9 June 2017

Amanda Walkins - Expat in Malta

Amanda Walkins - Expat in Malta

We’ve had the chance to talk to Amanda Walkins, 30, an American expat who has moved to Malta with her husband. Ms. Walkins who has been living there for two months, now works as a freelance writer and blogger. 

Read more about her experiences in the full interview below.


Q: Where are you from originally?

A: I’m originally from the Boston area in the U.S. I then lived in/around Washington DC for about 7 years between university and my first job.


Q: What made you move out of the US?

A: I had a great job in DC and a wonderful network of friends and family around, but I desperately wanted to travel more than my vacation days would allow. I left the U.S. in 2012 for a backpacking trip that I hoped would lead to further travel or a new location to live. On my 4th day, I met a guy on the beach and just decided to stay! It worked out, both with him and with the location. We’re now married and we’re living in a new expat location on another continent. I haven’t lived in the U.S. since 2012.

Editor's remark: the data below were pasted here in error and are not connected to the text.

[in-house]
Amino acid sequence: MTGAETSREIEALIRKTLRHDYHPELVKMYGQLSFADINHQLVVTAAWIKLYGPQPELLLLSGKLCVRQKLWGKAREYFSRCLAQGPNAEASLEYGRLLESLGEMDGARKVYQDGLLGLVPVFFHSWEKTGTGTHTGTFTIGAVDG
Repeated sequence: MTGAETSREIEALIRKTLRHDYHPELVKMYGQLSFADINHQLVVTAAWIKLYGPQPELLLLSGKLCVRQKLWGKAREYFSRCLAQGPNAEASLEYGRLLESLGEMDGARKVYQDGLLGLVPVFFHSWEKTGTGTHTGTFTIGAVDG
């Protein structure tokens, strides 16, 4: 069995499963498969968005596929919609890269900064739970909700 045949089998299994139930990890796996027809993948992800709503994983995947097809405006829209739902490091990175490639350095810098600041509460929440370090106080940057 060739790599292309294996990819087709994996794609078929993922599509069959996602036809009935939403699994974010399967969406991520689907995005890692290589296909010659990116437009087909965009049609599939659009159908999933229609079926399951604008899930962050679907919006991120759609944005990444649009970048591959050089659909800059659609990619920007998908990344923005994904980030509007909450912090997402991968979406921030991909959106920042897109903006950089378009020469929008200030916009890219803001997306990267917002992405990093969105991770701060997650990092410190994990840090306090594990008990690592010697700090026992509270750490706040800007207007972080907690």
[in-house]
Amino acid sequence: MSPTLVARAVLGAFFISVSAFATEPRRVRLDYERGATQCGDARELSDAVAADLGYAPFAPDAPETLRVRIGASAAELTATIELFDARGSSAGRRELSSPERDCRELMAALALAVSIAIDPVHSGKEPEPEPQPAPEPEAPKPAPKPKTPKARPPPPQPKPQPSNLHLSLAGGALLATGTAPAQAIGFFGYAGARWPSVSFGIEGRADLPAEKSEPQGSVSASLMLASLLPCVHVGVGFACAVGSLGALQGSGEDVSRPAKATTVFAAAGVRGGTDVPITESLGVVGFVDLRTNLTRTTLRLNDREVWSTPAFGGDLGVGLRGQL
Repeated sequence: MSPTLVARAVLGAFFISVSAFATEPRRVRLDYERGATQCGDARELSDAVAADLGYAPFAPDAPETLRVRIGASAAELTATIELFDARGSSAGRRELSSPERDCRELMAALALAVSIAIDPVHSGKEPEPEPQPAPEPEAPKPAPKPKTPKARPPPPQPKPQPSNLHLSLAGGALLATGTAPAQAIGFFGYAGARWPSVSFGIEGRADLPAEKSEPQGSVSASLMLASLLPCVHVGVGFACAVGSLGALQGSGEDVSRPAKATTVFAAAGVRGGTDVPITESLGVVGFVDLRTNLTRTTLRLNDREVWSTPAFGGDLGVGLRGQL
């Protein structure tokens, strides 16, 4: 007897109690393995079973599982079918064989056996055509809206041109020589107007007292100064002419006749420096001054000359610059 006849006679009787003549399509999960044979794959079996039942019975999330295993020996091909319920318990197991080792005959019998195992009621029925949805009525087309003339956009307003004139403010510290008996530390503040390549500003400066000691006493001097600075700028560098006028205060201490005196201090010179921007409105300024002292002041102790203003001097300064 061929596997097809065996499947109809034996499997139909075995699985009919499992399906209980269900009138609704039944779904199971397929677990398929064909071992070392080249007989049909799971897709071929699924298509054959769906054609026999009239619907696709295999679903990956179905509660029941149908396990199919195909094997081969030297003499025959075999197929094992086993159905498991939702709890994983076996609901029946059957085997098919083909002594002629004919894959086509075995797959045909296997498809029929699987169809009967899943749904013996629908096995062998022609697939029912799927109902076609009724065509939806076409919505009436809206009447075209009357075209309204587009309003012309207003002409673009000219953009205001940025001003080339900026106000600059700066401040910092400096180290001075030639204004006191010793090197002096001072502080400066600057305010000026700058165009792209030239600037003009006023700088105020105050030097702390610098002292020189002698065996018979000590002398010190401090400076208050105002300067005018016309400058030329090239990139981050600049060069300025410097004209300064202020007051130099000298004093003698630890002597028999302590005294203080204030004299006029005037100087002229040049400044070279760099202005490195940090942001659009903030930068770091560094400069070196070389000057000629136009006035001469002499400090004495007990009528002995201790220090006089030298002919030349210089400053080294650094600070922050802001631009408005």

Q: Where are you living now? How did you come to choose this new country of residence?

A: We are now living on the Mediterranean island of Malta. Before here, we spent time in Ireland and Scotland, and before that, we lived on the island of Roatan in Honduras. We chose to move to Malta because we wanted to stay in Europe but desperately needed a better climate than the UK/Ireland. Malta boasts about 300 days of sunshine, so that was the initial draw for us to look further into moving here.


Q: How long have you been living in Malta?